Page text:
Ulman chides school board

Letter is critical of the handling of Hebron issue

some are unhappy

May 27, 2007|By John-John Williams IV | John-John Williams IV,sun reporter

In the letter — While the Howard County Board of Education unanimously approved capital and operating budgets totaling $693.5 million, some members were privately unhappy with a letter from the county executive that criticized their handling of a construction plan for Mount Hebron High School.

In the letter -- addressed to the Board of Education and Superintendent Sydney L. Cousin -- County Executive Ken Ulman contended that the board "did not act responsibly" when it dealt with the aging school's budgetary needs.

The two-page letter said Ulman repeatedly asked the board to amend its original budget request to include additional planning money for Mount Hebron after it decided in March to delay a decision on construction at the school.

Originally, the superintendent wanted the board to approve $18.9 million in funding to begin construction on a $49.8 million plan that would include mechanical upgrades, full systemic renovations and an expansion of the school's art, athletic and administrative offices. But some parents and teachers opposed that plan, saying a new school should be built.

After the public outcry, the board decided to wait to make a construction decision until the completion of a facilities study at Mount Hebron and three other high schools built about the same time.

When Ulman learned of the board's plan to delay a decision, he removed the $18.9 million slated for the construction project from the fiscal 2008 capital budget.

"I found myself in the rather unique position of being lobbied by the Mount Hebron community not to fund the renovations being proposed by the school system," Ulman wrote in the letter.

Board members said they never asked that the money to be removed from the budget.

"We never did that," said board Chairman Diane Mikulis. "I pulled the minutes. We didn't include anything on funding."

Ulman said Friday that private conversations he had with board members differed from what they said during public meetings, which left him with mixed messages.

"They left me in a very tenuous position," Ulman said. "Because they had not made up their mind, they ... left me having to read the tea leaves. ... I believe their inaction confused people."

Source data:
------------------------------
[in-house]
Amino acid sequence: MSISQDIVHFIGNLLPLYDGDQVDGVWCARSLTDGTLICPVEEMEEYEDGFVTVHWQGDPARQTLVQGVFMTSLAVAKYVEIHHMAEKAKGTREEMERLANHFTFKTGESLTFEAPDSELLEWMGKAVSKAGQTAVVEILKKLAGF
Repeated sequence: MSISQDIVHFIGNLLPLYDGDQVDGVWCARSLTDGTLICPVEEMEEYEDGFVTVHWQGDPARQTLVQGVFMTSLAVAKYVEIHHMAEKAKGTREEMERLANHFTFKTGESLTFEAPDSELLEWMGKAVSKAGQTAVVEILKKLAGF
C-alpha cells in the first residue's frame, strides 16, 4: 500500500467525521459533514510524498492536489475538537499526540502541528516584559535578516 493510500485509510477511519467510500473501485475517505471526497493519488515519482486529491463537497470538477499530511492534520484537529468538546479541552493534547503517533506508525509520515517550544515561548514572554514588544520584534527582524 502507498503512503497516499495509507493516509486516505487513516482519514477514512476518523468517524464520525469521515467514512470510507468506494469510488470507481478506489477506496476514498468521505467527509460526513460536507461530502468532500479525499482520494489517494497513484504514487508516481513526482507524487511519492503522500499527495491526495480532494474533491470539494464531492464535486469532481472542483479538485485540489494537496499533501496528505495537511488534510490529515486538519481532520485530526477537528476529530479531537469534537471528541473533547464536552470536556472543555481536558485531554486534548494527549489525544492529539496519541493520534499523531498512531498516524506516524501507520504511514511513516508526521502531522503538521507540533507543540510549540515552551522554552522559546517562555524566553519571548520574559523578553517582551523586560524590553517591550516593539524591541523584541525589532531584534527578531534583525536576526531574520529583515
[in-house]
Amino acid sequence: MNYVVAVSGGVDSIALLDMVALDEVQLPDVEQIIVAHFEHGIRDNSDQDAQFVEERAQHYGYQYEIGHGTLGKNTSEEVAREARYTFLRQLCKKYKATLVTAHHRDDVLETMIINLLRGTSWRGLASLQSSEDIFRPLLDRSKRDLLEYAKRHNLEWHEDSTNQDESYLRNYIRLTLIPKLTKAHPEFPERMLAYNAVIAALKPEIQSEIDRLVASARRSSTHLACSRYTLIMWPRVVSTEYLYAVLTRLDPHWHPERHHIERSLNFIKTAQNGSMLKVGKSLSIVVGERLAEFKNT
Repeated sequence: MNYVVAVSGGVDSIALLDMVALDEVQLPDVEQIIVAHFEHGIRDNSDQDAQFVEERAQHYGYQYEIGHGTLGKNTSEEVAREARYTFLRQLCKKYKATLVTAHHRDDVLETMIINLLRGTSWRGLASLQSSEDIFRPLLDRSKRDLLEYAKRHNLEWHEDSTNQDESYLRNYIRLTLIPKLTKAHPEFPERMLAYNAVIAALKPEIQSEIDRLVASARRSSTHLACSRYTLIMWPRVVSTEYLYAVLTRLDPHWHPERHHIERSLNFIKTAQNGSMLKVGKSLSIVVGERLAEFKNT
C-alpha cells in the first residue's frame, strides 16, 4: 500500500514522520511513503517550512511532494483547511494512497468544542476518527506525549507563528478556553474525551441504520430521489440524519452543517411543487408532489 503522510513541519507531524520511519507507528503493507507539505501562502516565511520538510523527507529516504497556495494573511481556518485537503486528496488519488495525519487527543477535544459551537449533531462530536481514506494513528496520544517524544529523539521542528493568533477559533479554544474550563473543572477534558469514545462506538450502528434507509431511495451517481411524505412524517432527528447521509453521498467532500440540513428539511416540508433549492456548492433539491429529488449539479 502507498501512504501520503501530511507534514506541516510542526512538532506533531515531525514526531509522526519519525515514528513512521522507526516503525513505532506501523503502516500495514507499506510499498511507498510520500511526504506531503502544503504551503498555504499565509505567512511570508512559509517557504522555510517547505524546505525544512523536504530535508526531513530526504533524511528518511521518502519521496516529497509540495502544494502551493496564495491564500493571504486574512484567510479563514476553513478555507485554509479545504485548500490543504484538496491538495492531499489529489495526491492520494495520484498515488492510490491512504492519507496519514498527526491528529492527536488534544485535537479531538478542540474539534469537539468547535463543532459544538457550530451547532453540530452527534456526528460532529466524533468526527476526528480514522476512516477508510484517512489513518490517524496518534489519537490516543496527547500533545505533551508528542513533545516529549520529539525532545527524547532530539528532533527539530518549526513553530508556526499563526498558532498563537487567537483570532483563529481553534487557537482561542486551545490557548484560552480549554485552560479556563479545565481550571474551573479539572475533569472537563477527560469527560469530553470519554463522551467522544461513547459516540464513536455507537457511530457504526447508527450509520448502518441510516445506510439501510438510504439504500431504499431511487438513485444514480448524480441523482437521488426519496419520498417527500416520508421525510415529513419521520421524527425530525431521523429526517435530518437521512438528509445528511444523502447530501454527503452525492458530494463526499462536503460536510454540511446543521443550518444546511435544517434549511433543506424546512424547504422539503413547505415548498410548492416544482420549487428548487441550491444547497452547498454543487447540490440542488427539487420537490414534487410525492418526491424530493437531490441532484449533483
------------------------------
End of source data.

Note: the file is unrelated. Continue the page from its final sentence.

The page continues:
In the letter, Ulman chided the school board for a "lack of consistency in dealing with your capital budget request for Mount Hebron renovations."

The County Council on Wednesday approved the school system's budget, which included $1.2 million that Ulman had added for planning at Mount Hebron.

"I was surprised" by Ulman's letter, Mikulis said. "This [Mount Hebron] was a different situation than we've faced in the past. It was kind of a first time."

Mikulis said that the board did not amend the budget because it was also sent to the state for review. Board members wanted to wait until after the budgets were approved until making any amendments, she said.

"The budget was already down the road," Mikulis said.

Board member Ellen Flynn Giles, who has been active in the school system for decades, said she has never seen a school board amend a budget during the approval process.

"You usually don't file an amendment while it is pending on the local and the state level," she said.

And Ulman's letter?

"That's a little harsh," Giles said.

Mikulis sent Ulman a letter in response, thanking him for sharing his concerns about the board's handling of Mount Hebron. "We are hopeful that next year's budget process will go more smoothly," the chairman's letter reads. "The Board looks forward to a cooperative relationship with you."

After the school board approved the operating and capital budgets Thursday night, Mikulis said: `The bottom line is it worked out fine."

Ulman said he looks forward to working with the school board. "I think we will have a great relationship moving forward; I think we have a great relationship now," he said Friday.

He added: "I needed to clarify my position on the [Mount Hebron] matter."


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